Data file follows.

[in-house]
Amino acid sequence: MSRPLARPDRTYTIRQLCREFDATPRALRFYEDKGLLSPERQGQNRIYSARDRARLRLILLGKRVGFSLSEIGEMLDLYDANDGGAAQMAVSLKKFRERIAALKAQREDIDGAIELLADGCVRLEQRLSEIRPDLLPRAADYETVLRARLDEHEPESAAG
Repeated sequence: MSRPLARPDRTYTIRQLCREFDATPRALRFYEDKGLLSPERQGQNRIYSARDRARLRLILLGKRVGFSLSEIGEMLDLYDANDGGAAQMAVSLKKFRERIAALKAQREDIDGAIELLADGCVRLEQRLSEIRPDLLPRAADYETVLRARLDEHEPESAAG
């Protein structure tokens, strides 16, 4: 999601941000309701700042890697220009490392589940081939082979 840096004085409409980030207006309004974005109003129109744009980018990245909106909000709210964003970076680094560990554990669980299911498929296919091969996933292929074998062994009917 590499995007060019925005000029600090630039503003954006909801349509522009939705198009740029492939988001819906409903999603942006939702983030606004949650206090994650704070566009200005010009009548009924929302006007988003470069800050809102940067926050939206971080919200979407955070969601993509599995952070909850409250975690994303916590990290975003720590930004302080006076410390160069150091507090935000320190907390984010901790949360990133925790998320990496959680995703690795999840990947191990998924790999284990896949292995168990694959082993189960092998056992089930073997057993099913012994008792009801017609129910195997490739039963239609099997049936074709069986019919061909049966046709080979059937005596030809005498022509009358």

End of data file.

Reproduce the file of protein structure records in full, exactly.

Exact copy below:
[in-house]
Amino acid sequence: MSRPLARPDRTYTIRQLCREFDATPRALRFYEDKGLLSPERQGQNRIYSARDRARLRLILLGKRVGFSLSEIGEMLDLYDANDGGAAQMAVSLKKFRERIAALKAQREDIDGAIELLADGCVRLEQRLSEIRPDLLPRAADYETVLRARLDEHEPESAAG
Repeated sequence: MSRPLARPDRTYTIRQLCREFDATPRALRFYEDKGLLSPERQGQNRIYSARDRARLRLILLGKRVGFSLSEIGEMLDLYDANDGGAAQMAVSLKKFRERIAALKAQREDIDGAIELLADGCVRLEQRLSEIRPDLLPRAADYETVLRARLDEHEPESAAG
């Protein structure tokens, strides 16, 4: 999601941000309701700042890697220009490392589940081939082979 840096004085409409980030207006309004974005109003129109744009980018990245909106909000709210964003970076680094560990554990669980299911498929296919091969996933292929074998062994009917 590499995007060019925005000029600090630039503003954006909801349509522009939705198009740029492939988001819906409903999603942006939702983030606004949650206090994650704070566009200005010009009548009924929302006007988003470069800050809102940067926050939206971080919200979407955070969601993509599995952070909850409250975690994303916590990290975003720590930004302080006076410390160069150091507090935000320190907390984010901790949360990133925790998320990496959680995703690795999840990947191990998924790999284990896949292995168990694959082993189960092998056992089930073997057993099913012994008792009801017609129910195997490739039963239609099997049936074709069986019919061909049966046709080979059937005596030809005498022509009358």